Part of my networking experience as I grew as a networking person, and Internet person, people would come up and say, “Well what was it like to be a woman in a men’s field?” And I’ve gotta compliment the Merit folks who hired the NSFNET staff. They were gender-blind.
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So many previous awardees have spoken of the magic sauce of the Internet. The opposite of secret sauce, I guess, because they all use the word “open.” Open standards, open architecture, open source. They said this openness is what made the Internet the Internet. Which sounds mostly right, although not much like how we experience the Internet today.
In 1993 when we first started talking about the digital divide and doing the work to define the digital divide, there were 15 million people on this planet on the Internet. Today there are 4 billion. A lot of people in this room did a lot of work to make that happen. But we have a lot that we need to do still.
My final thanks for intimidating me into studying protocols goes to those obnoxious and absolutely incompetent NSF reviewers who forced me to study.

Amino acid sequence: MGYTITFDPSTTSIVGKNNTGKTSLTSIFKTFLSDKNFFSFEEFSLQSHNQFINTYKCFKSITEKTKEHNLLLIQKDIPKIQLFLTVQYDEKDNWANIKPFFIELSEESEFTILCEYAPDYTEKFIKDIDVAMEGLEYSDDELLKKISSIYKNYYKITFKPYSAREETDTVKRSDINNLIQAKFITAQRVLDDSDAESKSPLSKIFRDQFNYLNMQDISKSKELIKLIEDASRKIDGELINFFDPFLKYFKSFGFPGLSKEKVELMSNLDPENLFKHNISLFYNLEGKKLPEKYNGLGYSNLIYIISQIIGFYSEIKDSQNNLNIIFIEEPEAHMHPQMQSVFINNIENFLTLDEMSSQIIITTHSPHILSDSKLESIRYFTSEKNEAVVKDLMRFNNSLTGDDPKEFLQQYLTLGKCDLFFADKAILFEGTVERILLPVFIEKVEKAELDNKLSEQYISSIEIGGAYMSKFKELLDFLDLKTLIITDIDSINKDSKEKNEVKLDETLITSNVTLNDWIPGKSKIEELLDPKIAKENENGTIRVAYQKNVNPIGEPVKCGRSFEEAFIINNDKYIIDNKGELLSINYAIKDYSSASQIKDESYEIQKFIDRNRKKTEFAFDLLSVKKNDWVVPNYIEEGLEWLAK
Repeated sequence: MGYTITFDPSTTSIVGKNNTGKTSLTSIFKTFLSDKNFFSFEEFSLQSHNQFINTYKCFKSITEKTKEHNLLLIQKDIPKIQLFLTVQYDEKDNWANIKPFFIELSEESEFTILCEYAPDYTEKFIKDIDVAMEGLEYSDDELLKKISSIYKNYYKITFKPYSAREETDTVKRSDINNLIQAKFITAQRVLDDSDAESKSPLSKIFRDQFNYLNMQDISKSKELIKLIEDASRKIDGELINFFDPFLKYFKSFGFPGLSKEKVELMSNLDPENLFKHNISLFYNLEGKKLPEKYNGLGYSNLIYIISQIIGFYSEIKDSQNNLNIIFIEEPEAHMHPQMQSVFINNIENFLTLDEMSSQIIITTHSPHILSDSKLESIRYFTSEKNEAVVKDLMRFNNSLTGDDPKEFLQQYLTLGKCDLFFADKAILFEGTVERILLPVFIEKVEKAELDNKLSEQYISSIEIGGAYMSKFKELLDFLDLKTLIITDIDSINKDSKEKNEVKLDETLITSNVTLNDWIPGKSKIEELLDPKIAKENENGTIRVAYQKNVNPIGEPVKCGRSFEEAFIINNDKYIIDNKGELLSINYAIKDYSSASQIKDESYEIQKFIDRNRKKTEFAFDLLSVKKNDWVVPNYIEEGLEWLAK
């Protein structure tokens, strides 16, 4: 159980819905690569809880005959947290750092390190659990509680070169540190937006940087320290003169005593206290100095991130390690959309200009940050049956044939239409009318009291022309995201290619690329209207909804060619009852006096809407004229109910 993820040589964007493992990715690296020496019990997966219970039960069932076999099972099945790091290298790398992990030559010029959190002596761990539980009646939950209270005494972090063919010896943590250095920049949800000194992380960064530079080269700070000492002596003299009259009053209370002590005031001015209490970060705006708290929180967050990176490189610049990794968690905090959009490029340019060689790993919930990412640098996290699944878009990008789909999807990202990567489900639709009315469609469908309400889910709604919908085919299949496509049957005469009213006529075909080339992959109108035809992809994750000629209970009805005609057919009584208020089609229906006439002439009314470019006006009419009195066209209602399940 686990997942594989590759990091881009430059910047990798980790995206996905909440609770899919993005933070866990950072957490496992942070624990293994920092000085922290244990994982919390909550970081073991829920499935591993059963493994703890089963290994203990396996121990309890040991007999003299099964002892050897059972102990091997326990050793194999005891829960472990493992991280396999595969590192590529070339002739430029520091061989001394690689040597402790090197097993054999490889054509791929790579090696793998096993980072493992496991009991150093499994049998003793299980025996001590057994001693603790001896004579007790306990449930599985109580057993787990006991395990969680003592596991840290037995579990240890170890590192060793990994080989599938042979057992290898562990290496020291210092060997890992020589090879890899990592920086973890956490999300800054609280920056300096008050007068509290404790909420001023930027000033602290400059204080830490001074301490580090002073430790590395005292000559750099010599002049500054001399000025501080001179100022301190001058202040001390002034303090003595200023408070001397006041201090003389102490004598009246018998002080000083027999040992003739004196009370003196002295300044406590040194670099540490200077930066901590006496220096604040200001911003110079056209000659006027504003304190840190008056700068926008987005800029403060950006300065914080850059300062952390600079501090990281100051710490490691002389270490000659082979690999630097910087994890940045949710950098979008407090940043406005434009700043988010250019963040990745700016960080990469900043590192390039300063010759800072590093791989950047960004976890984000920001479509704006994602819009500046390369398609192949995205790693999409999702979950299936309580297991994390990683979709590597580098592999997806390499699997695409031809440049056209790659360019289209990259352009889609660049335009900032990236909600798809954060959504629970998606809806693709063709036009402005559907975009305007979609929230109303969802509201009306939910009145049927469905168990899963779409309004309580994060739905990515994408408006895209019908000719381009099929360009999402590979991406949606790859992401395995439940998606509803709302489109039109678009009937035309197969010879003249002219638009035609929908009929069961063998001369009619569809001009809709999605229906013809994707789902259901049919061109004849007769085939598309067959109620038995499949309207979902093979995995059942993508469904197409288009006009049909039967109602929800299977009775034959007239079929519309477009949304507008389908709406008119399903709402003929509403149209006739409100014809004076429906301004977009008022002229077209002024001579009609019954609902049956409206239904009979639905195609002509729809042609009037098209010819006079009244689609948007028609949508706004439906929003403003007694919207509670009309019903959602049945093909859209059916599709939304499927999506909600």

If I can make one wish for the future, then I think it is to those of you out there that have ideas to make the Internet just a little bit better, just a little bit safer, just a little bit more user-friendly, to go after it and do it.
I was born in 1999. Some people like to call my generation the Internet experts. For us, the Internet existed from the moment we were born. And its safety was taken for granted. However, this is all due to the work of my father and his allies speaking to the world, telling them security on the Internet is going to be highly important fifteen years before I was even born.
I’d like to focus on thanking the Internet society for recognizing the important part that public librarians have played in helping to grow the reach of the Internet and its use by everybody.
Nominated for effort and contribution to several initiatives that brought and drew the Internet in West Africa in the 90s, and also for leading and nurturing the consensus approach that has helped create AFRINIC, the Internet number registry in Africa in 2004, I have witnessed over those twenty-five years how technology can change and improve people’s lives on a daily basis.
I realized in about late ’85, early ’86 that people all over the world were trying to build Internet product stuff, and they were doing a mediocre job. So, I became an educator, I call myself now, of Internet technology.
We dreamed a lot, then we realized our dreams. Peruvians, we said in that time, we are not very good in many things but we are survivors.